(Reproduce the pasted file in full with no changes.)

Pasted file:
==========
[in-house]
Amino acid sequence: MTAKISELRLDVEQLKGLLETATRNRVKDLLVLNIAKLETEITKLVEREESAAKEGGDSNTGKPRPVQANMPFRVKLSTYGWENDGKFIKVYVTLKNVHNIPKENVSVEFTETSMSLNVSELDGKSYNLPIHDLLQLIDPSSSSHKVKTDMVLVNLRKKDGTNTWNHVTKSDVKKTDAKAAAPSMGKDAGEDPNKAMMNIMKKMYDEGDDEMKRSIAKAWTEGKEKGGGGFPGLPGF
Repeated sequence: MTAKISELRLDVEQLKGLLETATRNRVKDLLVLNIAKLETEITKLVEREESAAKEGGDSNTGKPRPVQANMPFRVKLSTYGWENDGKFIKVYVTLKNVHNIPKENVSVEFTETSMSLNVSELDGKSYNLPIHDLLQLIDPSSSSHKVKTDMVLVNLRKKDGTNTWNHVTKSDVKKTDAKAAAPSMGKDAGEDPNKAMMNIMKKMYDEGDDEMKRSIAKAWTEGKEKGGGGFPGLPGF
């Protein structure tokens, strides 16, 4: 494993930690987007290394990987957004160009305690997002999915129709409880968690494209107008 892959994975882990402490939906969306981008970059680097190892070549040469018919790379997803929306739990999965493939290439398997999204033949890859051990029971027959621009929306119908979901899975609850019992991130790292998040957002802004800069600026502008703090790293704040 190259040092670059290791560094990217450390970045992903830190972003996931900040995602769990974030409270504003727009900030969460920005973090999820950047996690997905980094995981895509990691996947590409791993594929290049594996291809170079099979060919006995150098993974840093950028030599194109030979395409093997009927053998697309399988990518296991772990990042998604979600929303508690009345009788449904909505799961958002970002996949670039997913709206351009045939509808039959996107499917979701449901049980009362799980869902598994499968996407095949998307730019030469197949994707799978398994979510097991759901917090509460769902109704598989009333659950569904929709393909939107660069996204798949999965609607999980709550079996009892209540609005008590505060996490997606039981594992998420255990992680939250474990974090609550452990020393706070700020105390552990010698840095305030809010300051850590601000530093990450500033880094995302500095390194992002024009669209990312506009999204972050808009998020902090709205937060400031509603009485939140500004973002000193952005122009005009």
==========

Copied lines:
[in-house]
Amino acid sequence: MTAKISELRLDVEQLKGLLETATRNRVKDLLVLNIAKLETEITKLVEREESAAKEGGDSNTGKPRPVQANMPFRVKLSTYGWENDGKFIKVYVTLKNVHNIPKENVSVEFTETSMSLNVSELDGKSYNLPIHDLLQLIDPSSSSHKVKTDMVLVNLRKKDGTNTWNHVTKSDVKKTDAKAAAPSMGKDAGEDPNKAMMNIMKKMYDEGDDEMKRSIAKAWTEGKEKGGGGFPGLPGF
Repeated sequence: MTAKISELRLDVEQLKGLLETATRNRVKDLLVLNIAKLETEITKLVEREESAAKEGGDSNTGKPRPVQANMPFRVKLSTYGWENDGKFIKVYVTLKNVHNIPKENVSVEFTETSMSLNVSELDGKSYNLPIHDLLQLIDPSSSSHKVKTDMVLVNLRKKDGTNTWNHVTKSDVKKTDAKAAAPSMGKDAGEDPNKAMMNIMKKMYDEGDDEMKRSIAKAWTEGKEKGGGGFPGLPGF
């Protein structure tokens, strides 16, 4: 494993930690987007290394990987957004160009305690997002999915129709409880968690494209107008 892959994975882990402490939906969306981008970059680097190892070549040469018919790379997803929306739990999965493939290439398997999204033949890859051990029971027959621009929306119908979901899975609850019992991130790292998040957002802004800069600026502008703090790293704040 190259040092670059290791560094990217450390970045992903830190972003996931900040995602769990974030409270504003727009900030969460920005973090999820950047996690997905980094995981895509990691996947590409791993594929290049594996291809170079099979060919006995150098993974840093950028030599194109030979395409093997009927053998697309399988990518296991772990990042998604979600929303508690009345009788449904909505799961958002970002996949670039997913709206351009045939509808039959996107499917979701449901049980009362799980869902598994499968996407095949998307730019030469197949994707799978398994979510097991759901917090509460769902109704598989009333659950569904929709393909939107660069996204798949999965609607999980709550079996009892209540609005008590505060996490997606039981594992998420255990992680939250474990974090609550452990020393706070700020105390552990010698840095305030809010300051850590601000530093990450500033880094995302500095390194992002024009669209990312506009999204972050808009998020902090709205937060400031509603009485939140500004973002000193952005122009005009």